Yulan magnolia (Magnolia heptapeta) is a small to medium deciduous tree. Leaves are arranged in opposite pairs. Flowers are ivory-white and bloom between March and May. Native to Eastern China, Yulan magnolia was introduced to the West in 1789. Most species are grafted, so most specimens are a clone. The Yulan magnolia is uncommon. Genus name honors Pierre Magnol, French botanist (1638 – 1715); the specific epithet means “bare” or “naked” as the tree flowers before the leaves emerge.
Common name: Yulan Magnolia, Lily Tree
Scientific Name (family and order): Magnolia denudata Desr. (Magnoliaceae, Magnoliales)
Species Origin: Eastern and Southern China
New Jersey Status: USDA Unreported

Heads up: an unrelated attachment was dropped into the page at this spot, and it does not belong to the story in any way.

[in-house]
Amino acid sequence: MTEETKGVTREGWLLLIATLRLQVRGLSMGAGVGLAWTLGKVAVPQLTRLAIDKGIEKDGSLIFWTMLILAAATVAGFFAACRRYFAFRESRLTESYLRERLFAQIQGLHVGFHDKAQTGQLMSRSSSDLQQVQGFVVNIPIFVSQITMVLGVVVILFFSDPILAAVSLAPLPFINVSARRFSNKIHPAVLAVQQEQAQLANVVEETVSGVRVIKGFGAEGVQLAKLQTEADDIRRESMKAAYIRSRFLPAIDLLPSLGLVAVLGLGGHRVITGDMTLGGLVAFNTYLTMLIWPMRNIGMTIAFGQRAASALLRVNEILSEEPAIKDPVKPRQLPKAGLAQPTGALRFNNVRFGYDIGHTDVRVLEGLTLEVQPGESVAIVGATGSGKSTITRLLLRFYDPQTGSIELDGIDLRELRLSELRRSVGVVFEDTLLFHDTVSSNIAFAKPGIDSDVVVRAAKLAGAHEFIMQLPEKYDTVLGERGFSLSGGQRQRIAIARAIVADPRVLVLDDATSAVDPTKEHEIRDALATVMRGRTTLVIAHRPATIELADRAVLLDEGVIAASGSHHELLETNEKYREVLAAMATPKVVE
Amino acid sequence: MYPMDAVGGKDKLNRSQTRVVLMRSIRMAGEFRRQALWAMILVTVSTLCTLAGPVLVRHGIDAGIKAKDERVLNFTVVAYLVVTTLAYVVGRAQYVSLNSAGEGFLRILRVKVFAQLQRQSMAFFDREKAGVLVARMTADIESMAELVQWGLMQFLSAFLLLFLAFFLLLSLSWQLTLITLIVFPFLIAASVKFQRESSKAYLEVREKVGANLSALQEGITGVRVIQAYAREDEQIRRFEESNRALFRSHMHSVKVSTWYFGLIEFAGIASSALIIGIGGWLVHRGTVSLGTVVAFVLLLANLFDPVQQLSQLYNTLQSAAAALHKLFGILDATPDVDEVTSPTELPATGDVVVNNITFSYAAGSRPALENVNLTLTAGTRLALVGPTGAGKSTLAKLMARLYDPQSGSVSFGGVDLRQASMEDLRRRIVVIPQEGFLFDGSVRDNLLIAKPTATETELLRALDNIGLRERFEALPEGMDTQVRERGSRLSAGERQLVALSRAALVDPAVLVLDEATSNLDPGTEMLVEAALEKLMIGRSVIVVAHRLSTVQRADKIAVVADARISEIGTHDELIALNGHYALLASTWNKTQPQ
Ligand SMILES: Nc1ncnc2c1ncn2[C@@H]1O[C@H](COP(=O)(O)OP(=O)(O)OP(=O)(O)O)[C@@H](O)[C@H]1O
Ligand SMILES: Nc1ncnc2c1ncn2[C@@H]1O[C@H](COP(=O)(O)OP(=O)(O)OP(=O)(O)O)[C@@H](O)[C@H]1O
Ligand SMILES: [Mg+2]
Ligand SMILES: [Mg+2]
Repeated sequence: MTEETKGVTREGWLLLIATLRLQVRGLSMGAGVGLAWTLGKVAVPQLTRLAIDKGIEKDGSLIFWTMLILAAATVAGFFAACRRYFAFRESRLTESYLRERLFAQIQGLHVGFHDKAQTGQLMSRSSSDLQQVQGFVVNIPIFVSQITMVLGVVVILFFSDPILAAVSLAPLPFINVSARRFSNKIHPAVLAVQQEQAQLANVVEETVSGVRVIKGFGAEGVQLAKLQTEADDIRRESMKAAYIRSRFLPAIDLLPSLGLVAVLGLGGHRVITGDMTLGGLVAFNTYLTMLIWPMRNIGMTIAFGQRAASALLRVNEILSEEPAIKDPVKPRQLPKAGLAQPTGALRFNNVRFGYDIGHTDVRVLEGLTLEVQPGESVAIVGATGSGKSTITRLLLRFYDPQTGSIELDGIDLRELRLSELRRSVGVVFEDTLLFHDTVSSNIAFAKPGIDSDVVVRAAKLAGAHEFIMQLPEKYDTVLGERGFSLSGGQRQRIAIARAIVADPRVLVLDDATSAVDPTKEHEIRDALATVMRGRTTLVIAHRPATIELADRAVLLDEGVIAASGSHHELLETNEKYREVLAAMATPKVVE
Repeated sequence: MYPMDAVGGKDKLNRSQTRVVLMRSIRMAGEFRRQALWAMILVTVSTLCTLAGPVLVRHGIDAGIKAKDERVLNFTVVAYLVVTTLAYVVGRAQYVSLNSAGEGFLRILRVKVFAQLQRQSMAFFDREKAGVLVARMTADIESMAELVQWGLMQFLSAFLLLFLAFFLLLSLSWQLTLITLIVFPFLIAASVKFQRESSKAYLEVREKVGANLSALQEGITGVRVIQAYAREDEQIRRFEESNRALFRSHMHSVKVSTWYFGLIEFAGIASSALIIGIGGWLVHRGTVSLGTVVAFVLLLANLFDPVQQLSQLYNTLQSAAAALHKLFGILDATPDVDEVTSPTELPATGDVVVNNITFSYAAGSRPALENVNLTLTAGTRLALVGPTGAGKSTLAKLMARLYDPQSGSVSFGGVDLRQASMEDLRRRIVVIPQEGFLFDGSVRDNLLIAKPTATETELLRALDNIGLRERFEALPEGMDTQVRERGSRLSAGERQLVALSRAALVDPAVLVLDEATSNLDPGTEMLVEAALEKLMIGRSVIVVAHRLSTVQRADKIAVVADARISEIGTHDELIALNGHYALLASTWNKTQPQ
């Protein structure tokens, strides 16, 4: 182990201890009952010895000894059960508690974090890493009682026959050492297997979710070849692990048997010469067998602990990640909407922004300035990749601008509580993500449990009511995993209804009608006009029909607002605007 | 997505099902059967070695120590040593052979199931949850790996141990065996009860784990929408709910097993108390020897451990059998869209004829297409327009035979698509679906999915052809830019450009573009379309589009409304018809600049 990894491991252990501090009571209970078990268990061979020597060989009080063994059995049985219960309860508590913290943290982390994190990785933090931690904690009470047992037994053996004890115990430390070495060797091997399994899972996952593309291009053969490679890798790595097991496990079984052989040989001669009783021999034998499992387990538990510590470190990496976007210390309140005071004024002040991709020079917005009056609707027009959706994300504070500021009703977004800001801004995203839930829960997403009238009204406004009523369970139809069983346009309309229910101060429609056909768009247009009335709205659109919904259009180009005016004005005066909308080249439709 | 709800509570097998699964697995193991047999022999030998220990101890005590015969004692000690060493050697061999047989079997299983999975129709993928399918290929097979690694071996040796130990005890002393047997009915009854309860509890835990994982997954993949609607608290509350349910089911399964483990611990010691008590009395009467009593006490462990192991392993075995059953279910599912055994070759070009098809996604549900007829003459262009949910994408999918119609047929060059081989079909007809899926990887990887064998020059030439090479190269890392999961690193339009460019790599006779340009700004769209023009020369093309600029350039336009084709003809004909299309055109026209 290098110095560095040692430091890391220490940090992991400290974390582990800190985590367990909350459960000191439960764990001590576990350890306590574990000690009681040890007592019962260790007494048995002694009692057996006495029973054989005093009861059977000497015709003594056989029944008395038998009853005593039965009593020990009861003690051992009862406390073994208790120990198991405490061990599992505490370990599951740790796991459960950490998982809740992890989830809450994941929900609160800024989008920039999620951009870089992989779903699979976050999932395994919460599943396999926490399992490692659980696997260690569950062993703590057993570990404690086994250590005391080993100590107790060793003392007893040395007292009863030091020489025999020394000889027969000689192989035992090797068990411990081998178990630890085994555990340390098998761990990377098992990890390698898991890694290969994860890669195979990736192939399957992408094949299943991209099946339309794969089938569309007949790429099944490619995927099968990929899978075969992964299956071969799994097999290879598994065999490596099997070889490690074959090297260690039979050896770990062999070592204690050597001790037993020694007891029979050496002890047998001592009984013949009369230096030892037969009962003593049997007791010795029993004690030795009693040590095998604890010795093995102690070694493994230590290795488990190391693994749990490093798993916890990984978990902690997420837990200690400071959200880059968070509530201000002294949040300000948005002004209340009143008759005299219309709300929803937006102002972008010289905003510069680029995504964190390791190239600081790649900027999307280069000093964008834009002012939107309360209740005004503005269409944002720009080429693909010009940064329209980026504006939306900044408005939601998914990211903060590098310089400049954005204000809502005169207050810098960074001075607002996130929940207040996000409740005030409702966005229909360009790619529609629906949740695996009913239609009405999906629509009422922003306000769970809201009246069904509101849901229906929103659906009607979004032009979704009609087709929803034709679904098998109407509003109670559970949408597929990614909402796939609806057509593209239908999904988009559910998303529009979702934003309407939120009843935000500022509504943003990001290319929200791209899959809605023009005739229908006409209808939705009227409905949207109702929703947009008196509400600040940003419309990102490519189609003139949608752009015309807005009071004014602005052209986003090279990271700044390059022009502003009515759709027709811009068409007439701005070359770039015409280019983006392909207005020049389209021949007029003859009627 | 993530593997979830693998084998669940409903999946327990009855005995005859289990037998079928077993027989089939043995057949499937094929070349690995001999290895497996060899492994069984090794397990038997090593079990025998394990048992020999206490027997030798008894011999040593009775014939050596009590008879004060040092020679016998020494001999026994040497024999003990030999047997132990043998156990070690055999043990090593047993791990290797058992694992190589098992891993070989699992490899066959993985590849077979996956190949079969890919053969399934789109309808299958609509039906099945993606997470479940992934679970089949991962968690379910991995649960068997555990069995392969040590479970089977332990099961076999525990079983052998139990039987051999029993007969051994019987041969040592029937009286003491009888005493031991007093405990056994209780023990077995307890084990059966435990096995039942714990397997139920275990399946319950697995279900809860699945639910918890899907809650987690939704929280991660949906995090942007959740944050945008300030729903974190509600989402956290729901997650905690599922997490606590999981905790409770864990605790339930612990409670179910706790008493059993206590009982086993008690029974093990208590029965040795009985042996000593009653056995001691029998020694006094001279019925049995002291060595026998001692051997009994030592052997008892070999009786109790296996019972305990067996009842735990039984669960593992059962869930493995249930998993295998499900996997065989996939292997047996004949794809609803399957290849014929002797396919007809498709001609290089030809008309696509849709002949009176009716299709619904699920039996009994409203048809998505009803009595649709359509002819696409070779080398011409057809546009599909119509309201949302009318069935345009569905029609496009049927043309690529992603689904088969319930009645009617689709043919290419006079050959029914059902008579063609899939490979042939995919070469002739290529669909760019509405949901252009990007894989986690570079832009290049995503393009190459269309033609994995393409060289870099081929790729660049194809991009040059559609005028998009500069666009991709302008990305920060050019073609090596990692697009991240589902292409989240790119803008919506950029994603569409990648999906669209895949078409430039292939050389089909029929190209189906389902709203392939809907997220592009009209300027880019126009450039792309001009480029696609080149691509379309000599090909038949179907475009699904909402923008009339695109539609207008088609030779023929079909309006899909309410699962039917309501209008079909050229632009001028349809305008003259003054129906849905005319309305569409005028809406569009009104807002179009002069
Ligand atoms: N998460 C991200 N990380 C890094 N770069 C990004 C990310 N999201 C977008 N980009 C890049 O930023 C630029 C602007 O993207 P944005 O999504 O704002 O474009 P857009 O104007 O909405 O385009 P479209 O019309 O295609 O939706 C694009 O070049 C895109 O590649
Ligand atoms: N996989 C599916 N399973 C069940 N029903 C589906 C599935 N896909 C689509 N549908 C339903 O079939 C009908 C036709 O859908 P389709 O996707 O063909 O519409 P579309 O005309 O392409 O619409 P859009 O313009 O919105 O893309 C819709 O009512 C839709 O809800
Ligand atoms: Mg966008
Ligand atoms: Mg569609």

Habit: 30 – 40’ tall with a similar spread. This is a small rounded pyramidal shaped tree.
Habiat: Zone 6 -9.
Leaves: Deciduous, Simple, Alternate. Obovate to obovate-oblong, 4 -6” longa2 -3 “ wide. Acuminate at tip and tapering at base; margins entire; blade dark gren with little hair on the surface; beneath color is light green with minute pubescence chiefly on veins. Petiole 1” long.
Flowers: Perfect. Flowers have 9 tepals white to ivory, fragrant 5- 6” across; goblet-shaped initially but spreading with time. Blooms in March.
Fruits and seeds: 4 -6” long cylindrical aggregates of follicles that turn rose red with maturity. Pods release red-coated seeds suspended on slender threads at maturity.